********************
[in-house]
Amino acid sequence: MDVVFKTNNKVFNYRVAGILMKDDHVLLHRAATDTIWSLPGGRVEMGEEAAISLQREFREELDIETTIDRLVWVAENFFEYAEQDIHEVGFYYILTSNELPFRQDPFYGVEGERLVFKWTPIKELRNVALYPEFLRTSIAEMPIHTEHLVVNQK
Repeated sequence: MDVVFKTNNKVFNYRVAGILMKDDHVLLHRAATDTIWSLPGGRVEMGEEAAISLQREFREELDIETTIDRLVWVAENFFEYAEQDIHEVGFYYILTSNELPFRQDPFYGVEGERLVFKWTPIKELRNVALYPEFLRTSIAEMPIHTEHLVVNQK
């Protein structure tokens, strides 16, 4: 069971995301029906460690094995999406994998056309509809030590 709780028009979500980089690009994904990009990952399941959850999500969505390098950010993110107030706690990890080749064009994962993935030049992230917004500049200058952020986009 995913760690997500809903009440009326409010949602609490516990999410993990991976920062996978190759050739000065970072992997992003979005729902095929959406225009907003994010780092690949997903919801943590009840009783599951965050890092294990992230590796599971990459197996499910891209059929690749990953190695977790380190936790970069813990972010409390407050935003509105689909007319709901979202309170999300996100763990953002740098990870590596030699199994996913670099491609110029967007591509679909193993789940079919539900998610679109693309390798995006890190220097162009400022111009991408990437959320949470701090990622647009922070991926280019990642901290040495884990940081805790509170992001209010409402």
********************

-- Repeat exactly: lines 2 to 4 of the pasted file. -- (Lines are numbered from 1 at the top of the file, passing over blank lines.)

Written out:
Amino acid sequence: MDVVFKTNNKVFNYRVAGILMKDDHVLLHRAATDTIWSLPGGRVEMGEEAAISLQREFREELDIETTIDRLVWVAENFFEYAEQDIHEVGFYYILTSNELPFRQDPFYGVEGERLVFKWTPIKELRNVALYPEFLRTSIAEMPIHTEHLVVNQK
Repeated sequence: MDVVFKTNNKVFNYRVAGILMKDDHVLLHRAATDTIWSLPGGRVEMGEEAAISLQREFREELDIETTIDRLVWVAENFFEYAEQDIHEVGFYYILTSNELPFRQDPFYGVEGERLVFKWTPIKELRNVALYPEFLRTSIAEMPIHTEHLVVNQK
């Protein structure tokens, strides 16, 4: 069971995301029906460690094995999406994998056309509809030590 709780028009979500980089690009994904990009990952399941959850999500969505390098950010993110107030706690990890080749064009994962993935030049992230917004500049200058952020986009 995913760690997500809903009440009326409010949602609490516990999410993990991976920062996978190759050739000065970072992997992003979005729902095929959406225009907003994010780092690949997903919801943590009840009783599951965050890092294990992230590796599971990459197996499910891209059929690749990953190695977790380190936790970069813990972010409390407050935003509105689909007319709901979202309170999300996100763990953002740098990870590596030699199994996913670099491609110029967007591509679909193993789940079919539900998610679109693309390798995006890190220097162009400022111009991408990437959320949470701090990622647009922070991926280019990642901290040495884990940081805790509170992001209010409402």